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Bassia scoparia in Japan

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Bassia scoparia in Japan

Bassia scoparia is a large annual herb native to Eurasia. In Japan it has many uses both traditionally in cuisine and in the home as well decoratively. The change of colors of this plant is one reason why it is being introduced here in autumn.

Yanaka sensei introduces this versatike plant in this week's Japanese teacher's blog. Please read the Japanese, learn vocabulary and listen to video to help you improve your Japanese.











To listen to this blog, please watch our Youtube video. 








Do you know what “Kokia” is ? I found out about it from a pamphlet at Hitachi seaside park where I go every year in spring to view the blossoms.

In Summer “Kokia” grows a bright green and as you can see in the photograph they look like a lot of green creatures sitting down side-by-side. Then in autumn, they start to turn red little by little. By the middle of October, they are all completely red and the hillside of the park is covered in red colors. Every year I've thought to myself that I'd like to go and see the red “Kokia” blossoms, but I've always been busy and hadn't seen them. But last year, I was finally able to actually go and see them. This is a picture of the hill with “Kokia”. It was as if the whole hill had been dyed red, it was very beautiful.

There are other names for “Kokia”, they are also called “Houki Gusa” or “Houki Ki”. A long time ago, they used to use dried “Kokia”to make brooms (or 'houki' in Japanese). At the park, they even have broom-making events. The “Kokia” shape is certainly the right shape to make brooms. So I wonder exactely how many brooms you could make from all the “Kokia” covering the hill ?

“Kokia” seeds are called “Tonburi” and can be enjoyed as food with a texture like caviar, and are called 'the caviar of the fields'. I was curious to find out how many seeds I could get out of one plant of “Kokia”so I looked it up on the homepage, but it was written that the park's “Kokia” was a decorative variety which did not produce seeds. What a shame.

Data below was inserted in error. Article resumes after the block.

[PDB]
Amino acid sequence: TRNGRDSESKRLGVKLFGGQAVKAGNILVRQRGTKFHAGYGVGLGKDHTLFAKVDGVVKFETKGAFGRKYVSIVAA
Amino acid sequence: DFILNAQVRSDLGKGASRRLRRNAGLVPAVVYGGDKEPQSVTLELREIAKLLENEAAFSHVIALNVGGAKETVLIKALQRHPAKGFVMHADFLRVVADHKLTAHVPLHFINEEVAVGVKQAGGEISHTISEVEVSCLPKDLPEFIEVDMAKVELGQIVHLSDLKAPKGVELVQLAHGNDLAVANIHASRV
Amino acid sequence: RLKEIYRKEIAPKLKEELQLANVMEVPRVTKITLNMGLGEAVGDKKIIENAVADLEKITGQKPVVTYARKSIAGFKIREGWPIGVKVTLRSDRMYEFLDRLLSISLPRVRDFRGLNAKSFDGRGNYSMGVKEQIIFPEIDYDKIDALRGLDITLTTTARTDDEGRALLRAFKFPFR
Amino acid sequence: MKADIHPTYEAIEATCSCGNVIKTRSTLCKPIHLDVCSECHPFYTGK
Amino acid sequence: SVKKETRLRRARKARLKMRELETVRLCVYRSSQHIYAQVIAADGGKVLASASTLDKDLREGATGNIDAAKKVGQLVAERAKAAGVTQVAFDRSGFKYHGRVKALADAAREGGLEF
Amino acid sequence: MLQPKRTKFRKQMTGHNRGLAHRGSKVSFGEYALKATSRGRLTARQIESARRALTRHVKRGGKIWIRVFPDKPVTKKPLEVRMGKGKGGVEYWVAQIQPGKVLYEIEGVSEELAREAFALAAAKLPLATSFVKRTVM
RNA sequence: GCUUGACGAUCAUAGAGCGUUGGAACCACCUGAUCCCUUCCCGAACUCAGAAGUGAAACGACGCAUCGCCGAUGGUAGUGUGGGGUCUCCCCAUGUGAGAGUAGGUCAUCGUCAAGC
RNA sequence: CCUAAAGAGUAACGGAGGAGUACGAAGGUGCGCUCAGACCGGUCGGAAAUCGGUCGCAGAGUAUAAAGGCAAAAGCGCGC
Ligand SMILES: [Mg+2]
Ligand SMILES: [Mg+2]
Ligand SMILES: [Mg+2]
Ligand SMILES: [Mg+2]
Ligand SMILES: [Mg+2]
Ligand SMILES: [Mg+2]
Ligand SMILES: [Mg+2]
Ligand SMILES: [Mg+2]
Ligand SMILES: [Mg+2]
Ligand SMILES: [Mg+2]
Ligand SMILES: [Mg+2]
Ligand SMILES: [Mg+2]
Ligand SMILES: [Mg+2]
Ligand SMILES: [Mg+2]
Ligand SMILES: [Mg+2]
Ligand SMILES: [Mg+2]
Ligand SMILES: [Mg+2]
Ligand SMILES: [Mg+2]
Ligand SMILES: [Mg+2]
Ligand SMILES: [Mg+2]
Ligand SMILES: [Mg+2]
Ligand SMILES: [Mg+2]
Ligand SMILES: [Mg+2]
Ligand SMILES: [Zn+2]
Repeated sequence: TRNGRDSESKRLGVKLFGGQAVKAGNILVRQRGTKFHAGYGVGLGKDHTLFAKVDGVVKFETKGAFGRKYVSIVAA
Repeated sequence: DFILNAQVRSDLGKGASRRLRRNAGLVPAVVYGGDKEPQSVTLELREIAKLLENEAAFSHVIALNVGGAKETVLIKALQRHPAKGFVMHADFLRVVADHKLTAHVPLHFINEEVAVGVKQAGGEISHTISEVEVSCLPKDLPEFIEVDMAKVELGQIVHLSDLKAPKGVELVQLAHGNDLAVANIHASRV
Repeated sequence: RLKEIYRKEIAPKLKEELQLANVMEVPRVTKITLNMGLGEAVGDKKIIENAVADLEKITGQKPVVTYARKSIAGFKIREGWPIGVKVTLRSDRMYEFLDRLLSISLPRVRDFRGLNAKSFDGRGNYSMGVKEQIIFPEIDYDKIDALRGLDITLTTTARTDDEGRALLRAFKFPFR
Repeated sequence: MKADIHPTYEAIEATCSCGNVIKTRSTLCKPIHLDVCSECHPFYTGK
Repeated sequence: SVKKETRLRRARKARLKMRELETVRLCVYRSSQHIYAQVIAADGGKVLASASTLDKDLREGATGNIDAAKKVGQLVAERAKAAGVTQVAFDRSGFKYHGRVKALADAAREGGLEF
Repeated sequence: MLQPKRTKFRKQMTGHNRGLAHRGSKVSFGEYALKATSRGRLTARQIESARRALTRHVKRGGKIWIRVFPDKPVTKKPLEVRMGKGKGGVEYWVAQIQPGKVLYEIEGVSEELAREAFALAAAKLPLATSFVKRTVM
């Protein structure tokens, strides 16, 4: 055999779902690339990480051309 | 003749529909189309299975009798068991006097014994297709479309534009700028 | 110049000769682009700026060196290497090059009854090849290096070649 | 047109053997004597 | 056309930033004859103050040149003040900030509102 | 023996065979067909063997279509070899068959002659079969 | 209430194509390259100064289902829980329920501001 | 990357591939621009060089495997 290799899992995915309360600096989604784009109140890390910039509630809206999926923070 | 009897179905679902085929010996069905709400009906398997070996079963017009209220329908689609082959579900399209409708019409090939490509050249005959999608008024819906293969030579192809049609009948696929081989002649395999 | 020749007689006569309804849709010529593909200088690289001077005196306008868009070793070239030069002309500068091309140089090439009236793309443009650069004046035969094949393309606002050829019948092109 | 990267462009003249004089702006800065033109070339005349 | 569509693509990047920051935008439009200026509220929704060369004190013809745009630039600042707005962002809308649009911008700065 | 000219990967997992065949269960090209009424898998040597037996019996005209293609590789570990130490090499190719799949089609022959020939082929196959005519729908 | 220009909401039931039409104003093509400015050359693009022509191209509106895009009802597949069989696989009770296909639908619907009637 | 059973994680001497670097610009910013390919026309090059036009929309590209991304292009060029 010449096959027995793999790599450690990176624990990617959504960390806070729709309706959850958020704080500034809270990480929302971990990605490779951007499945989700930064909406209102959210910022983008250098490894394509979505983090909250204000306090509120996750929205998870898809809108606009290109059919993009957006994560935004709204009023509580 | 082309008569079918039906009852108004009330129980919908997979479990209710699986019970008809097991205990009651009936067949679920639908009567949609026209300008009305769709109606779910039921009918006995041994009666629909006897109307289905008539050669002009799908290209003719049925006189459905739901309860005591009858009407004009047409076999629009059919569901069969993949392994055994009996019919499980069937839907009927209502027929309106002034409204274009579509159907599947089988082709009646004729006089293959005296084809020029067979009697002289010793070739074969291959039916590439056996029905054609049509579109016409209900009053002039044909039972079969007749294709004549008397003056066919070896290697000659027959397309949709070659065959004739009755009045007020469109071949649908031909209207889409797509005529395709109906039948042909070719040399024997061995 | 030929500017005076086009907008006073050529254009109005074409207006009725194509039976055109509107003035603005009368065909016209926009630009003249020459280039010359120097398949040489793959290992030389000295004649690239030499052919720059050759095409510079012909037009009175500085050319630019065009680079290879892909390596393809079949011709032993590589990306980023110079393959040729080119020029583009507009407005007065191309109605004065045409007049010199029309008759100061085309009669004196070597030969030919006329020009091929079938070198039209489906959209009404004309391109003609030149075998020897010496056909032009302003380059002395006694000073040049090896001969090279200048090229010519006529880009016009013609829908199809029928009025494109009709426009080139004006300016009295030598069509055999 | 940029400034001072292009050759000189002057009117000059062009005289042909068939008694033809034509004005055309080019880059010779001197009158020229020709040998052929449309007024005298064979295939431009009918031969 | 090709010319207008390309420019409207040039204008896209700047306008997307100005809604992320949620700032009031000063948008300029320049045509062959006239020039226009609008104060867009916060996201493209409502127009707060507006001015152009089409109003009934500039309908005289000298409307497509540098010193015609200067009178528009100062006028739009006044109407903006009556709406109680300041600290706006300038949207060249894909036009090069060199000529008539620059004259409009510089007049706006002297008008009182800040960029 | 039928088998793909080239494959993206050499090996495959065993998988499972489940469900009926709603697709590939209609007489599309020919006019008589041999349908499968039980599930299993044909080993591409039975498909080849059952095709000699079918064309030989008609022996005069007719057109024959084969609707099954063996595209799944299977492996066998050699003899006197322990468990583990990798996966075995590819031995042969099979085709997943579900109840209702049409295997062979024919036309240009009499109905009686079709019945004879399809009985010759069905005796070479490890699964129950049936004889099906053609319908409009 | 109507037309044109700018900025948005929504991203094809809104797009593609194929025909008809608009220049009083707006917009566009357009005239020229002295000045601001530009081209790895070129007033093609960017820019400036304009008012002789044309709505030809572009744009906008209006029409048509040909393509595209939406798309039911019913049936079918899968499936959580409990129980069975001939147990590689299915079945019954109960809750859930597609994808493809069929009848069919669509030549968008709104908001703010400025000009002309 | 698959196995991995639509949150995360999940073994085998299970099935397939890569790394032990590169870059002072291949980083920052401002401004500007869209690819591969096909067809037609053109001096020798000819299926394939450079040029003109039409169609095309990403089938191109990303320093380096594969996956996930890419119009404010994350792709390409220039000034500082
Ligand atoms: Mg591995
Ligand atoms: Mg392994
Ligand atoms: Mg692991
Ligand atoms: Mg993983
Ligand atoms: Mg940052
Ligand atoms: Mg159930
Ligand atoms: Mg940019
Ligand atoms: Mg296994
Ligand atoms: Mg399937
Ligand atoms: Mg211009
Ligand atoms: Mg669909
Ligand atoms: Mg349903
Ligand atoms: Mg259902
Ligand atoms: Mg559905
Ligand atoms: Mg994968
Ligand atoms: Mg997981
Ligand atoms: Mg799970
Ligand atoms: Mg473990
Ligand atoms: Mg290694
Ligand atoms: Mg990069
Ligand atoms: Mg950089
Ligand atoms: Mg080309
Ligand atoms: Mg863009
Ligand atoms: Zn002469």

If I have time this year, I want to go and see the red “Kokia”. If you get a chance, please go ahead and have a look.

鮮(あざ)やかな vivid; bright

生(い)き物(もの) living things; creature

並(なら)んで side-by-side;

半(なか)ば middle

完全(かんぜん)に perfectly; completely

覆(おお)う cover

ようやく at last; finally

実際(じっさい)に actually;

丘(おか) hill

全体(ぜんたい) whole

染(そ)まる be tinged; be dyed

別名(べつめい) another name

枯(か)れた withered

~とか I heard that ~

ほうき broom

形(かたち) shape; appearance

確(たし)かに surely; certainly

埋(う)め尽(つ)くす to cover completely

いったい really

実(み) fruit; seed

食感(しょっかん) food texture; mouthfeel

楽(たの)しむ enjoy

畑(はたけ) field

一面(いちめん)の overgrown with;

興味津々(きょうみしんしん) very interesting; having a keen interest

観賞用(かんしょうよう) decorative [plant]

実(み)をつける to bear fruit; to produce fruit

品種(ひんしゅ) cultivar

機会(きかい) chance


Hajimemashite ! My name is Izumi YANAKA.
Through my work as a System Engineer, I have had the experience of teaming up with foreign members of a team. After seeing the difficulties the team members went through with communication and cultural differences, I got to thinking, "If only there was something I could do to help !" Which was what led me to become a Japanese teacher.

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What's the best phrase to say in this situation ? Is this grammar usage correct ?

If you have questions like these on your mind, I want to answer them all one by one. And in this way, without even realizing it, your Japanese will come to improve.

Once you are able to speak, it gets to be fun. It's not difficult, and not trying at all ! I will help you widen your Japanese speaking world. Let's enjoy learning Japanese together.

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Guest Sunday, 18 March 2018